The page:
“We’d need to see the divorce papers,” the camp manager explained to Mohammad. If Mohammad offered evidence that his father was not in his life during IS rule in Mosul, it might be possible for him to go back to school.

“I want to study and do humanitarian work,” Mohammad continued, pleading his case to a nearby journalist.

The United States may release the most damaging spy in recent history
USAF photo by Senior Airman Vanessa Valentine

As Mohammad and the reporter chatted, the camp manager looked nonplussed and strolled away. A security officer, in contrast, was visibly annoyed and abruptly ended the conversation.

“You cannot talk to him without official permission,” he said, ushering all journalists out of the camp. Other Iraqi officers said they worry that news about camps set aside for IS families will make them look like monsters, locking up women and children.

“What can we do as the Iraqi government?” said a member of a community police force who didn’t want to be named because he was not authorized to speak to the media. “We are exposed to danger. They are families, but we can’t loose them without rehabilitation.”

Inside the city, at the base of a long-dormant Ferris wheel, a short row of tents served as a collection point for families fleeing Mosul in the final days of battle.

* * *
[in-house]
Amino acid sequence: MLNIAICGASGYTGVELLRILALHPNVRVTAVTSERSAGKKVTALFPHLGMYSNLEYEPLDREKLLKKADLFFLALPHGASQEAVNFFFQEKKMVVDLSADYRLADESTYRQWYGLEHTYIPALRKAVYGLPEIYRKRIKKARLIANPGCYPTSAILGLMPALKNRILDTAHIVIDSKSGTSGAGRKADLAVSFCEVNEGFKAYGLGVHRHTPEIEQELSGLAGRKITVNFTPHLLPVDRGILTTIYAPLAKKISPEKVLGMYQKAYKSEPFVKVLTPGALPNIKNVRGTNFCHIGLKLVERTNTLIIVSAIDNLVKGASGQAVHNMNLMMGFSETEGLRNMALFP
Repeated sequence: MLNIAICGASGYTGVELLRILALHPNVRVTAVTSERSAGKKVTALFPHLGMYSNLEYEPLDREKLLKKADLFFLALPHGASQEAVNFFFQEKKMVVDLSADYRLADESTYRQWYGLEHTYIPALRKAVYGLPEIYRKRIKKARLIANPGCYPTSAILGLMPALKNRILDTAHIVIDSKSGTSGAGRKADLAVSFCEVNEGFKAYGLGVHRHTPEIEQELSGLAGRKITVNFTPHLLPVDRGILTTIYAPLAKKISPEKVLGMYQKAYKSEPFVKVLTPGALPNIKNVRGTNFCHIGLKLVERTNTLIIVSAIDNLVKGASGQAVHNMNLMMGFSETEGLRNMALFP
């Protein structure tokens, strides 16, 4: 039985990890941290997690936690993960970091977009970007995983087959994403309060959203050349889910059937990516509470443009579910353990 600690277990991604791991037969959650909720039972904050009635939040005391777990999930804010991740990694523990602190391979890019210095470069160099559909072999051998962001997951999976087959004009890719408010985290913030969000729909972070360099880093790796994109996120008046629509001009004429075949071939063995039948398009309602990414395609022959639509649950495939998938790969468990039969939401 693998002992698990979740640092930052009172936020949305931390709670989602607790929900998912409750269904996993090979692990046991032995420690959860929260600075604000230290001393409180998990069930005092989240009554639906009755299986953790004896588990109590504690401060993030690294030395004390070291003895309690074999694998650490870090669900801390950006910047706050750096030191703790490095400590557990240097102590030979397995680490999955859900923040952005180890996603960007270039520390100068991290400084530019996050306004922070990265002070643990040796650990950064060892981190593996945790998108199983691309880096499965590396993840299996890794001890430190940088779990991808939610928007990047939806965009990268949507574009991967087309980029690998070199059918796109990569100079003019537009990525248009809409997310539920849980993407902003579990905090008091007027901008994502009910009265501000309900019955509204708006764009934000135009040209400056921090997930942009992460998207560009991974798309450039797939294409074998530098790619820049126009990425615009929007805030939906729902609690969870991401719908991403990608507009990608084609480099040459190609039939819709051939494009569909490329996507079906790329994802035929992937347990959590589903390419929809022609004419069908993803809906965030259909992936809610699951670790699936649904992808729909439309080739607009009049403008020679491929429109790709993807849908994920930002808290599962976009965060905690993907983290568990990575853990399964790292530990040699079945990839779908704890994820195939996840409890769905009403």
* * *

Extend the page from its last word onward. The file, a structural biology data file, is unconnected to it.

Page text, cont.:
The United States may release the most damaging spy in recent history
A young boy pushes a cart outside of a market in Mosul, Iraq, July 4, 2017. Army photo by Cpl. Rachel Diehm.

Women and children filed into the tents, some collapsing where they sat. Medics treated injuries and food and water alleviated some of the most pressing pains. Many of the people had been hiding in basements for weeks, after months of water shortages. The smell of unwashed bodies was pungent and the heat in the stagnant tents was overwhelming.

“We were imprisoned,” said Khalifa, 46, a mother of three. Unlike the rest of the women in the tent, she wore no veil and her curly hair was tousled. “We tried to run away and militants locked us in a basement. For the past three days we’ve had no food or water.”